But even from ground level, there is a lot to see... Upon examining the bark near the base of the tree you can identify dozens of different lichen that create an amazing topographical image... almost looking like a Google Earth photo taken from space! Looking up into the branches I can see several large growths on the branches, along with the typical moss, ferns and rain forest greenery that covers many of the trees here in the Pacific Northwest.
When I think of this tree, and the larger Redwoods and Sequoia's, I realize how small and insignificant humans are in the scheme of things. Our lives are so short, and our time on earth so fleeting compared to the hundreds, and even thousands of years that some of these trees have stood and grown, and offered shelter. But we have the power to destroy these trees in the blink of an eye.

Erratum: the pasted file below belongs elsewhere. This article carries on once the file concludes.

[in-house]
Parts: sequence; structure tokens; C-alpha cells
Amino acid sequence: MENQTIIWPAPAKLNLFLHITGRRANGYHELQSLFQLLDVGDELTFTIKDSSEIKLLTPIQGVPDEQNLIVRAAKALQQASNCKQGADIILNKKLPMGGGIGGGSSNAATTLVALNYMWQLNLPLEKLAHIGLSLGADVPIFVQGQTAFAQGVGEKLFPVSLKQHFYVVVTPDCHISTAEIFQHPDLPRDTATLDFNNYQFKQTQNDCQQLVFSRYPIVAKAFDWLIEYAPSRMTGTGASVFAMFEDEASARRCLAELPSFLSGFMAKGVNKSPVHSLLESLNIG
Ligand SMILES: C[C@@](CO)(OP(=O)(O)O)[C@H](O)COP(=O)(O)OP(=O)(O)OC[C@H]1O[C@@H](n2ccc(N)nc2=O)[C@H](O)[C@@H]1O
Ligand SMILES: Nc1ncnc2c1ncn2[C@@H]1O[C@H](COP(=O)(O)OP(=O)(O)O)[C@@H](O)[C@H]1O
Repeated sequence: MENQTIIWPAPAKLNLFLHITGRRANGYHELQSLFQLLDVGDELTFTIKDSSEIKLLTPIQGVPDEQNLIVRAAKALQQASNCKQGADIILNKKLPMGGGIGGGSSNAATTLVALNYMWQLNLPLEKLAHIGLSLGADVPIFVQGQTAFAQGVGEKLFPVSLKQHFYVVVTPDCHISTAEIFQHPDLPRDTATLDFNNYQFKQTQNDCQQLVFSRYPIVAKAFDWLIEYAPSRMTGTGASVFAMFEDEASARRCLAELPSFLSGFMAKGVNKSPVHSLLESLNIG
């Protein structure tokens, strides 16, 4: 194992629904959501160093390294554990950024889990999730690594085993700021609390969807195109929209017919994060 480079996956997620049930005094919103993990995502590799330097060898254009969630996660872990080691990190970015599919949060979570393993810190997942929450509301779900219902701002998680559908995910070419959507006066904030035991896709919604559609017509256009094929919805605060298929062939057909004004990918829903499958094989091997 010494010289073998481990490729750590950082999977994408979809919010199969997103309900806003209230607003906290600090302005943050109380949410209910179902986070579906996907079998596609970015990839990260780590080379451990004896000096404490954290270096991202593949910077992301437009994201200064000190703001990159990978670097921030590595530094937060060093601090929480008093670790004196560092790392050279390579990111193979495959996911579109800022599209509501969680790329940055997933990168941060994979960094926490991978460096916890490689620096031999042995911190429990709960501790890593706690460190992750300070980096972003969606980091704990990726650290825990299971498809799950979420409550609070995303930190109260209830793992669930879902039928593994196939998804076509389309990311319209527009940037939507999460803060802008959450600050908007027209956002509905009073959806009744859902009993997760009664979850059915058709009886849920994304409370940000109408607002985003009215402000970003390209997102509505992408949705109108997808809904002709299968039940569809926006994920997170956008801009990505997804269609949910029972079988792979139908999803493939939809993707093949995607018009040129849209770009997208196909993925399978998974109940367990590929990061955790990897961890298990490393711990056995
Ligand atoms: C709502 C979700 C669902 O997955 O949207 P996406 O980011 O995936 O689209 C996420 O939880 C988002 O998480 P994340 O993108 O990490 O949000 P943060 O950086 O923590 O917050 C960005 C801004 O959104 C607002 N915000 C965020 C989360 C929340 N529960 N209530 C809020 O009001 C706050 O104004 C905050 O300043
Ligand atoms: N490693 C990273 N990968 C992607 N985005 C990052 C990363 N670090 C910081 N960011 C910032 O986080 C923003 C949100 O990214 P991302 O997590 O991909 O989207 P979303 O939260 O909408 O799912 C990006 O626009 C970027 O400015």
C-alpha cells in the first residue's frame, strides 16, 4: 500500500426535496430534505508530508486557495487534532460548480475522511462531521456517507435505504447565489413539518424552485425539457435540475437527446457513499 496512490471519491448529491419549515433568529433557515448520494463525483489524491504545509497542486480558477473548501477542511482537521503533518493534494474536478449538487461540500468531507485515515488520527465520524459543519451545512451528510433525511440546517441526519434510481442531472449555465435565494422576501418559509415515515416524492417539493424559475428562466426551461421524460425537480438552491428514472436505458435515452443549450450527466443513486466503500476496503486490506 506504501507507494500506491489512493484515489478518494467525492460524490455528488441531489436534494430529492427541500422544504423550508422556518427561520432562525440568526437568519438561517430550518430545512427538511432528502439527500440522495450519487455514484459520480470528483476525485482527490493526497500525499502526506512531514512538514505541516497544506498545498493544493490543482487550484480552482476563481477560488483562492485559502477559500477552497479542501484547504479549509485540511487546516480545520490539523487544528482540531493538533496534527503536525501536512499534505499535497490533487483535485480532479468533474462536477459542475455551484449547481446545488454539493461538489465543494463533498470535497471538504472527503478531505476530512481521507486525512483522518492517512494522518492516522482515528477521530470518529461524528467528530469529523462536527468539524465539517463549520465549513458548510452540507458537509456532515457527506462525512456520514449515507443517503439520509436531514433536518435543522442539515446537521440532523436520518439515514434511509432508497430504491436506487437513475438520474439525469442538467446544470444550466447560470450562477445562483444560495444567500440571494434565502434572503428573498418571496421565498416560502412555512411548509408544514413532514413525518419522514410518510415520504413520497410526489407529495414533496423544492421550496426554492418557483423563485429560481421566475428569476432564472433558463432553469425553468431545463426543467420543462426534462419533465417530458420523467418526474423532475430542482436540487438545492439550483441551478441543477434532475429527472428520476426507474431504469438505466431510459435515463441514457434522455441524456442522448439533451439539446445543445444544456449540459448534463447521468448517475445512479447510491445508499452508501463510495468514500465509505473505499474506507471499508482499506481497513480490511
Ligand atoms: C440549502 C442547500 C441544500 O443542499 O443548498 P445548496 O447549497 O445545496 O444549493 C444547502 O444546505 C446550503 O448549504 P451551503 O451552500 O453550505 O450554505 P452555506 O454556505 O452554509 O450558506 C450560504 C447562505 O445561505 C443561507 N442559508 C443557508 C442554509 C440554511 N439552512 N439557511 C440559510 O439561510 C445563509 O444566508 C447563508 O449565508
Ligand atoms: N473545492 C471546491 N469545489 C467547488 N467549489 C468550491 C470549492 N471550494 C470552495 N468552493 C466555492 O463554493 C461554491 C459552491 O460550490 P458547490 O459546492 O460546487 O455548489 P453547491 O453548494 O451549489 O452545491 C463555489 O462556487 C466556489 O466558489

We will continue to be the steward of this tree and of the forest land nearby. I am eager to get to know them more... perhaps by climbing into their canopy, or by drawing and sketching them during the various seasons. They do truly bring me joy and happiness by just existing! I often stand on our deck and can watch as a large hawk circles and lands on the very top of the fir...what a wonderful thing that would be... to so effortlessly be able to perch on a tiny branch reaching toward the sky. I wonder how many visitors have landed there during the tree's lifetime?
Why not plant a tree today... or at least this year?